Shabbat in 11 Parts

1. Sleep. Chalupa sleeps for six hours last night, then another 90 minutes. Mani gets up with her and I sleep for three more hours after that. When I wake, it is 8:30am. I instinctively quickly scan my consciousness to identify my kids’ whereabouts (their dad’s), then make my way into the kitchen where I hear about the morning’s adventures (we have a mouse, the neighbor’s cat is stalking our puppy, pee, poop, play, nap, repeat). I reheat the coffee then make another pot, lingering at the kitchen table until late morning. I write in my journal and the words came pouring out. Later, I talk to Mani about the journaling. I recognize the impulse, always, to jump to conclusions too quickly rather than letting things unfold in time.

2. I journal in fits and starts, but my dream life is off the hook on a continuous basis. This morning, I know it’s time to start writing them down again, to make room to listen to my subconscious and see what it’s showing me. Trusting that this has everything to do with growing as a person, recognizing how easy it can be to live and work on autopilot or in reaction to things. The groundedness and return to feeling connected to myself that comes with journal writing is unlike any other kind of writing for me. For my eyes only, with no intention of sharing. This is where I get to listen to my own wisdom. This is where I get to not know. This is where I get to remember that I am capable, and whole.

3. Lunch. Leftover filling from a chicken burrito. A cold, rainy day. I close the windows, read a little, take Chalupa outside at least two times, then get back in bed at 2:00pm for a nap.

4. At 3:00pm, I hear Mani and Chalupa going outside. I surrender to another 45 minutes in bed. Such deep sleep. Naps may be the only sleep I get without epic dreaming, and the utter darkness of mind comes as a relief.

5. My nephew has a free hour and comes over to meet his new canine cousin. They hit if off immediately and it’s sweet to have him here. He’ll be 16 in two months. How is this possible?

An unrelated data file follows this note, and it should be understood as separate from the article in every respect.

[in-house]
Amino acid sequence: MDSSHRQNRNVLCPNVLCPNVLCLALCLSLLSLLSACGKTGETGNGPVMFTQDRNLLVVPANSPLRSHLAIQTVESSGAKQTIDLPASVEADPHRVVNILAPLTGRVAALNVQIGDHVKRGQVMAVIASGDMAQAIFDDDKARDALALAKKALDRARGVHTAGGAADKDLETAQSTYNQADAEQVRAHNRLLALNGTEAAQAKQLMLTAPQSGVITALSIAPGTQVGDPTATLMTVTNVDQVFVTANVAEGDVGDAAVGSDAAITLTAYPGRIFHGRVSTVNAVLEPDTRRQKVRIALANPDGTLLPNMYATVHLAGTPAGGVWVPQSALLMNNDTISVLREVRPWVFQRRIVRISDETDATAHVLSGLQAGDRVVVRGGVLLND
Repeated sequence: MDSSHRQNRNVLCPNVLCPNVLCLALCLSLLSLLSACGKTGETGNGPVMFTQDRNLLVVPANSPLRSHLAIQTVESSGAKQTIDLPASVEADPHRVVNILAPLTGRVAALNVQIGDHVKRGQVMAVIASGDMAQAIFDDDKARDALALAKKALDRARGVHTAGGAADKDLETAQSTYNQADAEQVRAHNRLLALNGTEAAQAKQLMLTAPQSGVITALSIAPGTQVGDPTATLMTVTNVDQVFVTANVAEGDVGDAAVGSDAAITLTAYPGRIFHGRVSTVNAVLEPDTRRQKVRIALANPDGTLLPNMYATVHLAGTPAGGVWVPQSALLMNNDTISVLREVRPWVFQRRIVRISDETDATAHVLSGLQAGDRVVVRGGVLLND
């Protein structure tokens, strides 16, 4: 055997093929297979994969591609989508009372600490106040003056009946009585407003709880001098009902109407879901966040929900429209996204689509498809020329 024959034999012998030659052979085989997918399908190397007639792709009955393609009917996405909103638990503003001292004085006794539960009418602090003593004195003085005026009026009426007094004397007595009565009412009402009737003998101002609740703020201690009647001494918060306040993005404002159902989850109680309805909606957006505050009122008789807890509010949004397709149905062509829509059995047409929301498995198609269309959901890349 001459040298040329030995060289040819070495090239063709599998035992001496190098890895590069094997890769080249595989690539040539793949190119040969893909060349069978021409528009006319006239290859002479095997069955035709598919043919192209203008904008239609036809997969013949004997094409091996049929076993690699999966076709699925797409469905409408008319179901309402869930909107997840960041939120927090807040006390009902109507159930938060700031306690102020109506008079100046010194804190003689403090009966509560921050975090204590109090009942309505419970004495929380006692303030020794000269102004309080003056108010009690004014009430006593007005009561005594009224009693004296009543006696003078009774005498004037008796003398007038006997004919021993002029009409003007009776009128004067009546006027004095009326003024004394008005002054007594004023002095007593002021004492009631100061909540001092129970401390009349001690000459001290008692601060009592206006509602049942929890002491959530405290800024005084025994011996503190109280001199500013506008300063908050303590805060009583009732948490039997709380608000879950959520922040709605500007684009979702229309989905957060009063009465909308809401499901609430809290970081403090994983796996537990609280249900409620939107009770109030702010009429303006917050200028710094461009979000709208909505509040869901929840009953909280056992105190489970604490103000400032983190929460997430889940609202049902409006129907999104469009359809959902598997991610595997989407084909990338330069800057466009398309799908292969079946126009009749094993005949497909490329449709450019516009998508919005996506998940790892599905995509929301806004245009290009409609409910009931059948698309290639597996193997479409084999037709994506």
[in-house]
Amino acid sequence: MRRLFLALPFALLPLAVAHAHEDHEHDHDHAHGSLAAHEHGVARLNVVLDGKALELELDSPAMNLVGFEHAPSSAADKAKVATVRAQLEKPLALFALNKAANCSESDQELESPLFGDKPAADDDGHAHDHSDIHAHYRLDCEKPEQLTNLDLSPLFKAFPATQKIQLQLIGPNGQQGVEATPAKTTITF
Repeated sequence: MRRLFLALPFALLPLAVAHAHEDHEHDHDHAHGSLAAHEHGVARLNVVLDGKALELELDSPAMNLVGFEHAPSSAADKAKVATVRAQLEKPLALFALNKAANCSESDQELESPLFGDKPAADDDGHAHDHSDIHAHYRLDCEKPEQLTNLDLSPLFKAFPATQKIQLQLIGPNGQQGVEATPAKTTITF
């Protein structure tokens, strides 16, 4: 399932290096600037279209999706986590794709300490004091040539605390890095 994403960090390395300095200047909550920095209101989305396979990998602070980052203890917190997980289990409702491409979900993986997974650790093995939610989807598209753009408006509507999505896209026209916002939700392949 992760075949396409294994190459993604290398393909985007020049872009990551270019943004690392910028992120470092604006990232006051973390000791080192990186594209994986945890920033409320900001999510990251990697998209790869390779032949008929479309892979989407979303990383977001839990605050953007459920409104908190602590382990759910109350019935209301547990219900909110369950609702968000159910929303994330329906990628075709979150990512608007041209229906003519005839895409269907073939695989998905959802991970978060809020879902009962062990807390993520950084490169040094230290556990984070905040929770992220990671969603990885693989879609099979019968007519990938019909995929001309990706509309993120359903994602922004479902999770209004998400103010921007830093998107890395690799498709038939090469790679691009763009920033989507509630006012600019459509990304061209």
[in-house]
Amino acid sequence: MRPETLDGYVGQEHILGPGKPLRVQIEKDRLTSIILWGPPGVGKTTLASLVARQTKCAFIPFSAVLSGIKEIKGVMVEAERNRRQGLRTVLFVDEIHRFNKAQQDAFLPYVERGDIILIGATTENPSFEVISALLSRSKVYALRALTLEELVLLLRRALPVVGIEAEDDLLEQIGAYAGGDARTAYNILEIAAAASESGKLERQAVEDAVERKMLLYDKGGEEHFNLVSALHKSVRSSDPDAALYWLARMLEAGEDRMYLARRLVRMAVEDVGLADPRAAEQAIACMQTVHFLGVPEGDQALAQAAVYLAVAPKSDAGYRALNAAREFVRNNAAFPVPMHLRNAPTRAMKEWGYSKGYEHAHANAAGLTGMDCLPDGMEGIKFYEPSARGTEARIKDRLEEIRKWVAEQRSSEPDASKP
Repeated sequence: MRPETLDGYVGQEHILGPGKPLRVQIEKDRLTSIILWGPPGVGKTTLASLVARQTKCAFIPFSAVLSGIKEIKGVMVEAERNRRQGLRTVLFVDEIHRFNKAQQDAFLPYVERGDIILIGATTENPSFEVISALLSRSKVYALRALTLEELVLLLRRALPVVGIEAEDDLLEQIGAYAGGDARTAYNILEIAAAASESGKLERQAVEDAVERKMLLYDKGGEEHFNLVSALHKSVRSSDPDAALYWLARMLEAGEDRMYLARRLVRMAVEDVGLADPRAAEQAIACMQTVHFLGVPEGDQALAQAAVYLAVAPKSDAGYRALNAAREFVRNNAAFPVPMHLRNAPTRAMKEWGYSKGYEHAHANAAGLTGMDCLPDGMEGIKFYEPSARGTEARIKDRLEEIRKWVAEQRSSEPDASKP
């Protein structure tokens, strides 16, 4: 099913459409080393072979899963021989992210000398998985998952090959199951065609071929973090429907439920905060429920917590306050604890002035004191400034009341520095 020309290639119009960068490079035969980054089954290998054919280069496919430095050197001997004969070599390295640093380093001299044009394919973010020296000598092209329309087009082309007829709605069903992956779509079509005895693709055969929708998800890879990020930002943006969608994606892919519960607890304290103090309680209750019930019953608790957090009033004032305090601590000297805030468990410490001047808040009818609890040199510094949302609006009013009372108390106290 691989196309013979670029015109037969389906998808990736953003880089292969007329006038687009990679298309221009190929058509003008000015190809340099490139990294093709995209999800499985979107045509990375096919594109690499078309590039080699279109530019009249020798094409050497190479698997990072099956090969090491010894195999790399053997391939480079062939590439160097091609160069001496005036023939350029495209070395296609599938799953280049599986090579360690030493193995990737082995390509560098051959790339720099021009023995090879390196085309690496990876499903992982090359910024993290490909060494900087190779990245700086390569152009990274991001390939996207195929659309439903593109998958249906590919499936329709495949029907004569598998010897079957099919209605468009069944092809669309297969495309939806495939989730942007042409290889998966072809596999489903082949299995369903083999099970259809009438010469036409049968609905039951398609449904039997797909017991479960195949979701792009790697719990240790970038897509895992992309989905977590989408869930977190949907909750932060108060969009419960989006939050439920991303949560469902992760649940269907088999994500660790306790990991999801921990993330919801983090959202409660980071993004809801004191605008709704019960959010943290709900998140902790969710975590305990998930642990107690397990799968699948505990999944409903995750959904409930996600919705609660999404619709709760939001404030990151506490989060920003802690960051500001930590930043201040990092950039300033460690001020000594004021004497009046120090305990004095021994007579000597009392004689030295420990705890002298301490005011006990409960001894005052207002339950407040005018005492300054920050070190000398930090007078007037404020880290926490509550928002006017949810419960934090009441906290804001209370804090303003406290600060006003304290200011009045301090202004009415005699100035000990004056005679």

6. My sister, niece, and brother-in-law stop by to pick him up for some dinner plans they have. My sister calls from the driveway, saying they didn’t have time to visit. He talks her into coming inside, and the whole family falls all over the puppy. Watching my brother-in-law hold her, I had such a flashback to when all of our kids were littles. The whole time thing is crazy.

7. Mani and I make our respective dinners. She tells me about a documentary she’s watching, and we talk about how our physical health and the environment are so inextricably linked. It’s disheartening, how we’ve lost this connection in a culture driven by profit, food fads, and big pharma.

8. I make myself a grilled cheese sandwich and a salad. After I finish eating, I bring my laptop into the living room and read the newest pieces in my One Story: Ten Facets group. The writing fills me with gratitude. The privilege of witnessing people’s lives and reading their innermost thoughts and stories never gets old.

9. Now it’s 6:50pm. I can hear Chalupa snoring in her bed — all that visiting tired her out. Mani’s watching “The Human Longevity Film,” the documentary she’d been telling me about earlier. Outside is wet, good for the flowers. The soil, the sky, the air we breathe, the earth itself is us. We are it. The fact that we forget this so much of the time saddens me and also feels like an invitation home.

10. When I feel myself straining for answers, as if there is surely a “right” next step, it’s a signal to stop. To stop and get really quiet, to remember how it feels to be all the way here. Getting tangled in questions about purpose and form is often a form of avoidance for me, and when I make room to really pause, I realize there is nothing to avoid. Like a puppy or a child, perhaps wisdom can sense when we’re fearful — and is much more likely to approach and give us kisses when we’re calm.

11. A deep breath. The light changing so subtly and gradually, it’s almost impossible to discern. But soon enough, it will be dark outside. We’ll sleep once more, than start all over again.